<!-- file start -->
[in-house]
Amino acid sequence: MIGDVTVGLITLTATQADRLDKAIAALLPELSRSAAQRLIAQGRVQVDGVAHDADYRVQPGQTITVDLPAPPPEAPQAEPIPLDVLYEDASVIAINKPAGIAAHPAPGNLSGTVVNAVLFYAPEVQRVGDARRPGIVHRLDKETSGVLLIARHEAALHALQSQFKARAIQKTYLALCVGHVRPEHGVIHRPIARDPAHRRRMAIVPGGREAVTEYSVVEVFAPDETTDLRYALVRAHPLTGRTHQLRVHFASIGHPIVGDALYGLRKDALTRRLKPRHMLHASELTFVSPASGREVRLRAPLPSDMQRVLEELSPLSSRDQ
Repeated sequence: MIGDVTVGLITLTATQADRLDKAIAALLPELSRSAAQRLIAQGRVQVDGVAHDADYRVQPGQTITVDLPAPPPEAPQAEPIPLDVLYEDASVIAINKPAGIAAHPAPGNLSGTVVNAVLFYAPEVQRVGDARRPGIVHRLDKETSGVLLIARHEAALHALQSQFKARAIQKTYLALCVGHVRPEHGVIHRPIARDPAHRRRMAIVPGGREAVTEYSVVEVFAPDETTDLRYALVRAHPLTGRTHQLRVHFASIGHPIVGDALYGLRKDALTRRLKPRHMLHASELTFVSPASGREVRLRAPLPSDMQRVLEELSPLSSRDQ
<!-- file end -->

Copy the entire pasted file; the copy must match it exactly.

[in-house]
Amino acid sequence: MIGDVTVGLITLTATQADRLDKAIAALLPELSRSAAQRLIAQGRVQVDGVAHDADYRVQPGQTITVDLPAPPPEAPQAEPIPLDVLYEDASVIAINKPAGIAAHPAPGNLSGTVVNAVLFYAPEVQRVGDARRPGIVHRLDKETSGVLLIARHEAALHALQSQFKARAIQKTYLALCVGHVRPEHGVIHRPIARDPAHRRRMAIVPGGREAVTEYSVVEVFAPDETTDLRYALVRAHPLTGRTHQLRVHFASIGHPIVGDALYGLRKDALTRRLKPRHMLHASELTFVSPASGREVRLRAPLPSDMQRVLEELSPLSSRDQ
Repeated sequence: MIGDVTVGLITLTATQADRLDKAIAALLPELSRSAAQRLIAQGRVQVDGVAHDADYRVQPGQTITVDLPAPPPEAPQAEPIPLDVLYEDASVIAINKPAGIAAHPAPGNLSGTVVNAVLFYAPEVQRVGDARRPGIVHRLDKETSGVLLIARHEAALHALQSQFKARAIQKTYLALCVGHVRPEHGVIHRPIARDPAHRRRMAIVPGGREAVTEYSVVEVFAPDETTDLRYALVRAHPLTGRTHQLRVHFASIGHPIVGDALYGLRKDALTRRLKPRHMLHASELTFVSPASGREVRLRAPLPSDMQRVLEELSPLSSRDQ